In the same testimony, I noted that Chairman Whitehouse and some colleagues had just published a report, Captured Courts, that had no fewer than 18 uses of this term, yet never gave a legal definition of it: Is it money in 501(c)(3) nonprofits? in (c)(4) nonprofits? (c)(6)s? in donor-advised funds? All these and more meet the report’s sole criterion of “funding for organizations and political activities that cannot be traced to actual donors.”
In this current hearing, held in the subcommittee responsible for oversight of the IRS, one would expect you and Chairman Whitehouse to give a clear definition of “dark money” with references to the relevant sections of the tax code—if, in fact, you were raising the issue in good faith, rather than invoking it as a vague insult that drives attention away from the substance of public policy debates like, say, the proper judicial philosophy for a judge.
As for the question you raise on efforts to have government force the disclosure of nonprofit donors, you are correct that the Capital Research Center has criticized those efforts, and I would add that the U.S. Supreme Court has recently affirmed in Americans for Prosperity v. Bonta that California’s donor disclosure requirement burdened donors’ First Amendment rights without being narrowly tailored to an important government interest. As your fellow advocates for such disclosure have made clear, they believe donor disclosure will harm both the donors and the grantees forced to disclose—a fact that reveals the central disagreement over forced government disclosure: As a defender of citizens’ privacy, I do not wish to harm donors and groups I disagree with, and I respectfully urge you and Chairman Whitehouse to end your campaign to harm donors and groups you disagree with.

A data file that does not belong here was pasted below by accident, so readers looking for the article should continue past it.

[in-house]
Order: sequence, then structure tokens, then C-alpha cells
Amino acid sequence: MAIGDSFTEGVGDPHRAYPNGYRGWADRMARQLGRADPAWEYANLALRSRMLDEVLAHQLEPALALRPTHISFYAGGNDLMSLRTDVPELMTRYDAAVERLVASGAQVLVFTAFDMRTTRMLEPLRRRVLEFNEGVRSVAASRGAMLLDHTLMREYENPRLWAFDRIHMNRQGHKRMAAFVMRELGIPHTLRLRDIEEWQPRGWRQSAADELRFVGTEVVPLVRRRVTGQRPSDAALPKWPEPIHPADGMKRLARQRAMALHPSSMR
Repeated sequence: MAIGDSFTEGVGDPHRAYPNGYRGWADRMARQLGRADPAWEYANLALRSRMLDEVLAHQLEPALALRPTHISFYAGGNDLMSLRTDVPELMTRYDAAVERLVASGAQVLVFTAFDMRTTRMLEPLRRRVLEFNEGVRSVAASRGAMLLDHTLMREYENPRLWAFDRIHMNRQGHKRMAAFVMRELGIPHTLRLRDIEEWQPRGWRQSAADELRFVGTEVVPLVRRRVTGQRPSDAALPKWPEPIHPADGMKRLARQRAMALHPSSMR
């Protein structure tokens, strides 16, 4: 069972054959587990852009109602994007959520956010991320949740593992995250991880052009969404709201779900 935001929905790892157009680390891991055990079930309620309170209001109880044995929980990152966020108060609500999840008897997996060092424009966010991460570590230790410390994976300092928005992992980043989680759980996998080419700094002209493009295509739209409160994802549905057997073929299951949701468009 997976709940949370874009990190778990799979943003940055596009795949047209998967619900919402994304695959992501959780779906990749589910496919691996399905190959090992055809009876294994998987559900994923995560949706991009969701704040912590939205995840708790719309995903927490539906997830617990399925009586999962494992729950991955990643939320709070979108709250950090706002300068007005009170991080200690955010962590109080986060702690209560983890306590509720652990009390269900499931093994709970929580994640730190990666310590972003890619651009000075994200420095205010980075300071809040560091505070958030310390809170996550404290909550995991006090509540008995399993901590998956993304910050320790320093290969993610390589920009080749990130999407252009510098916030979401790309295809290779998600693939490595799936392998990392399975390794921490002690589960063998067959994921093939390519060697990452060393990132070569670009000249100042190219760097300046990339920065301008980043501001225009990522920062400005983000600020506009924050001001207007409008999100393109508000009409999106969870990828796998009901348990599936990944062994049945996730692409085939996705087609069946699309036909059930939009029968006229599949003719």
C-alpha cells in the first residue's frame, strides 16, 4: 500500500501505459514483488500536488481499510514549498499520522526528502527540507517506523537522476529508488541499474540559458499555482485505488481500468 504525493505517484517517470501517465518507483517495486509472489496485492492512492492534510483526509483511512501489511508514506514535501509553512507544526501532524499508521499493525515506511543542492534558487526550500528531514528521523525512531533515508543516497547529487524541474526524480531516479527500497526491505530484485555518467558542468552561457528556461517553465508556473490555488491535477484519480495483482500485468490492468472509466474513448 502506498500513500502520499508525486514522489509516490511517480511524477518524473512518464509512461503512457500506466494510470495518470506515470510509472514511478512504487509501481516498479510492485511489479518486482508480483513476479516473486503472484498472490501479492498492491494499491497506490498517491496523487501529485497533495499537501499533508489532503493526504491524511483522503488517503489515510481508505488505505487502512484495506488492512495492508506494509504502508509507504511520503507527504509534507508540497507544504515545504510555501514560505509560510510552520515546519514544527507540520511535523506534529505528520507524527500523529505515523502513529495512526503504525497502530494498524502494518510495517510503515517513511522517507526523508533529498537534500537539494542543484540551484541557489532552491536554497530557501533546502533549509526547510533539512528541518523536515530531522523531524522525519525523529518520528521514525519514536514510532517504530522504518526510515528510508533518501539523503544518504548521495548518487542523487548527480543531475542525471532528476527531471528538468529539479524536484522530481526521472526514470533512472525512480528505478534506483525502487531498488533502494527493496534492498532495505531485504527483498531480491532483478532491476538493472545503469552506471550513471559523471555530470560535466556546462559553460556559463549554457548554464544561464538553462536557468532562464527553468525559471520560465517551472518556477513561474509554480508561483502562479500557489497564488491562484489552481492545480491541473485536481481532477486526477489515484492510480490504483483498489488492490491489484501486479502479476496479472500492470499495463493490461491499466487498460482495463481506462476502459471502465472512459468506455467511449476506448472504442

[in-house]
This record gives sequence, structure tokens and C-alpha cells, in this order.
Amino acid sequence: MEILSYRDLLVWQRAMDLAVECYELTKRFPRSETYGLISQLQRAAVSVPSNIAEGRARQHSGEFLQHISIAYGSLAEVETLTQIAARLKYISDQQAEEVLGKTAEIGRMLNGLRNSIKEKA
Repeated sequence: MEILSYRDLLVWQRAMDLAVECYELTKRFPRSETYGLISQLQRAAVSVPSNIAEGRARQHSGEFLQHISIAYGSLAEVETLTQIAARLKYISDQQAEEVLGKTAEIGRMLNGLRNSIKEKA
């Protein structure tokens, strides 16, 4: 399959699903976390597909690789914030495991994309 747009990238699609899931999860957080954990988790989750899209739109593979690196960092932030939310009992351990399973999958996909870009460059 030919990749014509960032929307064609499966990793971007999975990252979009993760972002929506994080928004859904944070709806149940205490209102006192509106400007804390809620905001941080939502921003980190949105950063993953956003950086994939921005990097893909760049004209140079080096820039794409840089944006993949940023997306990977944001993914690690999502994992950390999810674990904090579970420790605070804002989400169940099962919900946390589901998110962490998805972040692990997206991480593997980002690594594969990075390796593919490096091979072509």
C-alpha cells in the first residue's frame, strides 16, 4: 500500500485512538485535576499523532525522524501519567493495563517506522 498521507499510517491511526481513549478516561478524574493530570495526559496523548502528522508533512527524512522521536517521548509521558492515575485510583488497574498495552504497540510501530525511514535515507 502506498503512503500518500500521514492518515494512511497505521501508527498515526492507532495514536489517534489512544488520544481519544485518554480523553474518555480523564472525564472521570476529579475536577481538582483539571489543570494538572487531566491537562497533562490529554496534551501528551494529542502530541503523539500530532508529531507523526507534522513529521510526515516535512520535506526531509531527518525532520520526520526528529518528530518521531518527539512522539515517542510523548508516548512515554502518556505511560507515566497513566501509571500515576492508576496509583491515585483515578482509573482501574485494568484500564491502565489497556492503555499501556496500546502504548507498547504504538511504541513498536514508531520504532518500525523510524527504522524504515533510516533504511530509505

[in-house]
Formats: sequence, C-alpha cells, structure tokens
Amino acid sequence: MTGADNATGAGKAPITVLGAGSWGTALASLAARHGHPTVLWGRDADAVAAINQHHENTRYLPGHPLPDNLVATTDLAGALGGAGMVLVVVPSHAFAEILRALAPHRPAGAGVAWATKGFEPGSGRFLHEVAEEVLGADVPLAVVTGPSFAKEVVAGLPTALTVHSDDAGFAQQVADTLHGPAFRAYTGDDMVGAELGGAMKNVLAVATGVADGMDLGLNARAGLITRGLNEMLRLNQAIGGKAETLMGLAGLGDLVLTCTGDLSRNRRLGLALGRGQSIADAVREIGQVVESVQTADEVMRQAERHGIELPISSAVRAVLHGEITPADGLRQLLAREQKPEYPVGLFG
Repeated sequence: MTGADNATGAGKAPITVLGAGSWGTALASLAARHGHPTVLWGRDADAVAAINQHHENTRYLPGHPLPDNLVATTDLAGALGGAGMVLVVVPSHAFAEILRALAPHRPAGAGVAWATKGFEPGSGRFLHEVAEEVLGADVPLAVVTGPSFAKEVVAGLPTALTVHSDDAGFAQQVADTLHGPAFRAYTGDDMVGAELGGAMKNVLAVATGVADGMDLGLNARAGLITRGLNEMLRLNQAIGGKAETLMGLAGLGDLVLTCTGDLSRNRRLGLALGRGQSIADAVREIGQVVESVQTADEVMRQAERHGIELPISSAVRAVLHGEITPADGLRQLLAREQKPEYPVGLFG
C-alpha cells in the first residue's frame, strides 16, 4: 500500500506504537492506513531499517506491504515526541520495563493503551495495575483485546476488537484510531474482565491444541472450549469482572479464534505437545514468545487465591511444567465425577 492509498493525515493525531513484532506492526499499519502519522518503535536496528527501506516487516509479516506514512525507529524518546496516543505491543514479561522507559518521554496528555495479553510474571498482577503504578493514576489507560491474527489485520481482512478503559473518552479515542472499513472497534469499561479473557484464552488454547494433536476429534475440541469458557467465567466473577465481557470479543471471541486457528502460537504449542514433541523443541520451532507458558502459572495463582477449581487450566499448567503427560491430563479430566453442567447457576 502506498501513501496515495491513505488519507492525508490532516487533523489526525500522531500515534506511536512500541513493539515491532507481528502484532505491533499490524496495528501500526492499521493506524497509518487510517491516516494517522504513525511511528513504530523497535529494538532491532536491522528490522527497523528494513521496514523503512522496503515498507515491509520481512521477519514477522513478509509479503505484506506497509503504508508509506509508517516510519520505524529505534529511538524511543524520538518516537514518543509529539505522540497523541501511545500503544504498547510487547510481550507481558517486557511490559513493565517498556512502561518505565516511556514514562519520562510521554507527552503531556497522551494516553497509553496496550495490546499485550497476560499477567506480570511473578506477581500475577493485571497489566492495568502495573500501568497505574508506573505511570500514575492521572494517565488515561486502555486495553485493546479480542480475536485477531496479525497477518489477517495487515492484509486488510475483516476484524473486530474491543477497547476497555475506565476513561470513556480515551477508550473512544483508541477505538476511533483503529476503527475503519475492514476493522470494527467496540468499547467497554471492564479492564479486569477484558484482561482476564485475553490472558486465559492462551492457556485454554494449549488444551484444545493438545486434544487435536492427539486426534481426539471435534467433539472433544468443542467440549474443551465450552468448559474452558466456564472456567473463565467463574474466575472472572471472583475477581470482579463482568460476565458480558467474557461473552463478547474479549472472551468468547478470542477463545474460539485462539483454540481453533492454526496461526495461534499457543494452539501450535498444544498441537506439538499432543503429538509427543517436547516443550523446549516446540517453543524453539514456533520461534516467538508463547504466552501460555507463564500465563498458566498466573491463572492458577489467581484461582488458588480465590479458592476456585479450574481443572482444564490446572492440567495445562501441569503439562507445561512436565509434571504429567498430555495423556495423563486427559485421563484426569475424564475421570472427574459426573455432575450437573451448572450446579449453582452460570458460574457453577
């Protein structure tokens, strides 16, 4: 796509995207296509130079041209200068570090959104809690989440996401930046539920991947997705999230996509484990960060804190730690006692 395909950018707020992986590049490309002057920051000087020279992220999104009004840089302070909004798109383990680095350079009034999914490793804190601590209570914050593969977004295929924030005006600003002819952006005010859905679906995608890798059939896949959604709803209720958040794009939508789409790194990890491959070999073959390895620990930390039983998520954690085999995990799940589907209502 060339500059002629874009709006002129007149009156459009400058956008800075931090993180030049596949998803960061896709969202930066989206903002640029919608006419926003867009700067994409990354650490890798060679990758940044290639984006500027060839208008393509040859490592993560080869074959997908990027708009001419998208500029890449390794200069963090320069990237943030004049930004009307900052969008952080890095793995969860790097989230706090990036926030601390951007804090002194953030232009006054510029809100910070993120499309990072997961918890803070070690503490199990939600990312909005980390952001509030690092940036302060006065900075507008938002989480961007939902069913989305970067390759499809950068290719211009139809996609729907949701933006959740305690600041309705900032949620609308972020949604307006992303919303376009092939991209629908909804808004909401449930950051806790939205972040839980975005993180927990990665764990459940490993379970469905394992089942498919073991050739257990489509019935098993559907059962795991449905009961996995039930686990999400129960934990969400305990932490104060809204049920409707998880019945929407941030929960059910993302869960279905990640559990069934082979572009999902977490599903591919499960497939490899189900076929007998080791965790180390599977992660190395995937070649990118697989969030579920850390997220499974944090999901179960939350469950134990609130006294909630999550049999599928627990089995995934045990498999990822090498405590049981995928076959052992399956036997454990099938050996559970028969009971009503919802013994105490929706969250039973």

This problem—your and others’ desire to squelch speech and intimidate donors—brings us to your final questions: whether Capital Research Center has received any “dark money” and if so, from whom and in what amounts. In addition to the issue that you have failed to define your central term, there is also the fact that Capital Research Center will not violate our donors’ privacy. This, too, was made clear in my written testimony to you and the committee:
“The practical reason for opposing disclosure arises from the very real threats, felt across the political spectrum, of mob harassment and worse. And Mr. Chairman, just as your side has more groups, active for more years, and possessed of far more ‘dark money,’ so does your side have more mobs.” I prefer to “stand with the NAACP of Bull Connor’s Alabama, and with the NAACP of today, and with the ACLU and the Human Rights Campaign, in opposition to government schemes to force private citizens to disclose their donations.”28